|Blue Rodeo at anchor-Ambae|
|Curious Anenome Fish|
|Colorful Sea Scallop|
|Crown of Thorns|
|Anne with anchor Aese Island|
|White Tip Reef Shark|
|Gobi & Shrimp|
|Nudibranch Lathu Island|
With weather once again determining when we sailed and where we anchored, we departed Maewo’s Asanvari Bay and headed for the big island of Espiritu Santo making just a quick overnight stop on the island of Ambae. The memorable thing about Ambae, was the nice black sand anchorage in the lee of a tall, tree-covered cliff face. We were able to anchor in shallow water right next to the cliff and got a great view of flying foxes (fruit bats) hanging upside down in the nearby trees. They sleep during the day and, at sunset, become active flying about in search of an evening meal.
Rotua Island, just south of Santo was a favorite spot of ours last year and this year was no exception. The snorkeling off the charming resort is some of the best we have ever experienced. This is because of the variety of coral and reef life that reside in such a small area, all within swimming distance of the anchorages. This year we found cuttle fish, shrimp, and schools of mackerel to mention just a few. New friends Eric and Anne, on the yacht “Reflections”, are avid divers and have been coming to Vanautu for years. They are helping to spearhead an effort to remove the Crown of Thorns Starfish (Cots) that feed on healthy coral by turning their stomachs inside out through their mouths and emitting an enzyme that dissolves coral. The females produce 100 million eggs each season and scientists believe that they have been around for over 10,000 years. They are the largest of the starfish and can grow up to 2’ in diameter. They are covered in sharp thorns with up to 2” spines that have poison sacks in them. Most sea stars have 5 arms, these have up to 23. Yikes! Anyway, during our diving here in Vanuatu this year, we have noticed an abnormal amount of them chowing down on the reefs and felt that we should do our part to help control them. Eradication involves carefully picking them up with a metal probe and placing them in a bag to be brought ashore for disposal. Between “Evergreen” and ourselves we took about one hundred off the small reef at Ratua alone. Amazing!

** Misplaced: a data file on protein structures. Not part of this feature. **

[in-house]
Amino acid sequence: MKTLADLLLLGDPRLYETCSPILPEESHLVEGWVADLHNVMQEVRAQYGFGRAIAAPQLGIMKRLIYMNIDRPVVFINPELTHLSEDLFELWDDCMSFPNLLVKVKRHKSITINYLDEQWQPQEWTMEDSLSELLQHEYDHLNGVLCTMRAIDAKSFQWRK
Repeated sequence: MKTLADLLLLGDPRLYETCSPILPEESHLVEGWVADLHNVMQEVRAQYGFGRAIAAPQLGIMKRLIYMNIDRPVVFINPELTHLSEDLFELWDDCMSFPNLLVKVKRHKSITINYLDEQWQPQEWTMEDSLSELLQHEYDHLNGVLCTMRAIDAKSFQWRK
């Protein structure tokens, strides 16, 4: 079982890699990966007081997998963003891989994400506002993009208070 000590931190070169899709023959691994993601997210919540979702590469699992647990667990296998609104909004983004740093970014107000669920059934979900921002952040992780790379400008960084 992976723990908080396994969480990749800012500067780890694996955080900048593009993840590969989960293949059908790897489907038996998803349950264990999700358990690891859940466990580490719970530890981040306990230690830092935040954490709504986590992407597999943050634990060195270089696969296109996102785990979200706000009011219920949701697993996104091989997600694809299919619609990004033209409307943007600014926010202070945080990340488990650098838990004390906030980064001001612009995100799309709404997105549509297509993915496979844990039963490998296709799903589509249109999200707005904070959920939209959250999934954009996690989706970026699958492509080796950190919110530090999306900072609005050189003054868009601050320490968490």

North, around Ratua Island is Luganville, the biggest town on the island of Santo. It is hot, dusty and lacking in any real charm. While anchored nearby, we did manage to go ashore for a meal or two out, have laundry done, buy groceries and fuel and treat ourselves to hard-to-find Magnum ice cream bars. We often find that discussions of food cravings with our friends turn to how much we miss a few familiar items like broccoli, asparagus and, of course, ice cream. While in remote areas, shopping lists are made but we are usually disappointed and few items get checked-off when we get to a town. Life in the States has sure spoiled us!
We have since made several stops along the east coast of Espiritu Santo. At uninhabited Aese Island, we got lost in the jungle while ashore in search of fresh limes. At Oyster Bay, we squeaked into the inner bay crossing a shallow patch with just one foot of water under our keel. Stops at Hog Harbor and Port Orly provided opportunities for more scuba dives and Crown of Thorns removal.
Decisions, decisions, decisions! Earlier in the season, our plans had been to visit the more northerly Banks and Torres island groups. Doing so would have meant more miles bashing to windward when the time came to head for New Caledonia. So, after a lengthy pow wow while enjoying drinks and hor d’ouvres with the Evergreen and Gypsea Heart crews, we decided to turn back to the southeast and head for Port Vila where we can wait for a good weather window and officially clear-out of Vanuatu. The next week or so will be spent sailing upwind, “paying the piper” so to speak, for all of the pleasant downwind sails we’ve enjoyed over the last two months.